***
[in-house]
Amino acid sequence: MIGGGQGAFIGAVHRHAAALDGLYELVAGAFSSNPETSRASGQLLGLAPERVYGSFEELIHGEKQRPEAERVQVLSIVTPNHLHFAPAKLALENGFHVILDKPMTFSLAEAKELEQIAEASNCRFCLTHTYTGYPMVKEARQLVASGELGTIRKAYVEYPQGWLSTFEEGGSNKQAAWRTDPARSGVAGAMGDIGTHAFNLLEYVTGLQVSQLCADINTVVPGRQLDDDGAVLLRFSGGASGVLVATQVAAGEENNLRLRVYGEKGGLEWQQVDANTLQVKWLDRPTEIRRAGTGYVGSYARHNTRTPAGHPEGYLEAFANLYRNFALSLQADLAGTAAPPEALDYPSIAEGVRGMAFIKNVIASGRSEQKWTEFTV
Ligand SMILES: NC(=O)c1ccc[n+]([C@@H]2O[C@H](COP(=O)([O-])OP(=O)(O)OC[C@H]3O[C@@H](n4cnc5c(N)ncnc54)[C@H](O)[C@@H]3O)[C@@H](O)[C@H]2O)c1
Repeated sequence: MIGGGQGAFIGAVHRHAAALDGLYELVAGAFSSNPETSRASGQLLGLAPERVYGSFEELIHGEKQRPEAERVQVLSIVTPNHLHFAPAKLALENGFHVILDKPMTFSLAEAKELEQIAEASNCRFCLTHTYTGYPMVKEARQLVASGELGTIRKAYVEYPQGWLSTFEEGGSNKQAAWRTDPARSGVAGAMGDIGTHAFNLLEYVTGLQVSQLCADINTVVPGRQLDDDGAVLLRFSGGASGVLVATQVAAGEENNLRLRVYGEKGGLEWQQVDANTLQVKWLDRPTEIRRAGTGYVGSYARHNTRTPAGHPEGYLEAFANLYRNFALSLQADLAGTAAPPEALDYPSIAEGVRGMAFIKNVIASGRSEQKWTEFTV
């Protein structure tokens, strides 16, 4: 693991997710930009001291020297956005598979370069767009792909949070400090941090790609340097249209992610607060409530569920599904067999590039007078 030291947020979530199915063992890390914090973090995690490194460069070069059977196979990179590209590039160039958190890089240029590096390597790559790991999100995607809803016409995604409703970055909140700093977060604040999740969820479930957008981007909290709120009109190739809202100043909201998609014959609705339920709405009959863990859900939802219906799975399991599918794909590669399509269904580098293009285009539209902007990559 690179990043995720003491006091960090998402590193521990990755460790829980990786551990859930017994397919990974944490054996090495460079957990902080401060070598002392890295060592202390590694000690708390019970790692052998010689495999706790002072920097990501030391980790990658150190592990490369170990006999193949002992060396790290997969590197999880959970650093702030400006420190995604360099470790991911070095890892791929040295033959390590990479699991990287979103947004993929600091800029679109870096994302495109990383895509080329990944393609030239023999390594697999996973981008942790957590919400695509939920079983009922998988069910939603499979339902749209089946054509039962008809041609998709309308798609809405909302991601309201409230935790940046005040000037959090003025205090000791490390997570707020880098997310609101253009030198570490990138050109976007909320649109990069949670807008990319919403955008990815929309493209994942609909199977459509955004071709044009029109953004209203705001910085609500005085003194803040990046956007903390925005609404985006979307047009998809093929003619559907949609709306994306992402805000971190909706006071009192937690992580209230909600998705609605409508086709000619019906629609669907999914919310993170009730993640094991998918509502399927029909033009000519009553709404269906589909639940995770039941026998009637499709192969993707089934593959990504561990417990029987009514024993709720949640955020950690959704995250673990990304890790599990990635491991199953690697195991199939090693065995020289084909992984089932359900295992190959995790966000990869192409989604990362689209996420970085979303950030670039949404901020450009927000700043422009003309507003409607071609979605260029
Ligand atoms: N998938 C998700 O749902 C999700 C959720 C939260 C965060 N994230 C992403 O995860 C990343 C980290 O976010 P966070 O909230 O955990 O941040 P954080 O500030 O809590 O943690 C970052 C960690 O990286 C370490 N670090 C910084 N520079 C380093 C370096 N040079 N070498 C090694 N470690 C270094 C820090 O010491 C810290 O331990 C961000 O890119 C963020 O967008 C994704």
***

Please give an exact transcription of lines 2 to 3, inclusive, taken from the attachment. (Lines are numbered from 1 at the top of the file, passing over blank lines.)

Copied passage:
Amino acid sequence: MIGGGQGAFIGAVHRHAAALDGLYELVAGAFSSNPETSRASGQLLGLAPERVYGSFEELIHGEKQRPEAERVQVLSIVTPNHLHFAPAKLALENGFHVILDKPMTFSLAEAKELEQIAEASNCRFCLTHTYTGYPMVKEARQLVASGELGTIRKAYVEYPQGWLSTFEEGGSNKQAAWRTDPARSGVAGAMGDIGTHAFNLLEYVTGLQVSQLCADINTVVPGRQLDDDGAVLLRFSGGASGVLVATQVAAGEENNLRLRVYGEKGGLEWQQVDANTLQVKWLDRPTEIRRAGTGYVGSYARHNTRTPAGHPEGYLEAFANLYRNFALSLQADLAGTAAPPEALDYPSIAEGVRGMAFIKNVIASGRSEQKWTEFTV
Ligand SMILES: NC(=O)c1ccc[n+]([C@@H]2O[C@H](COP(=O)([O-])OP(=O)(O)OC[C@H]3O[C@@H](n4cnc5c(N)ncnc54)[C@H](O)[C@@H]3O)[C@@H](O)[C@H]2O)c1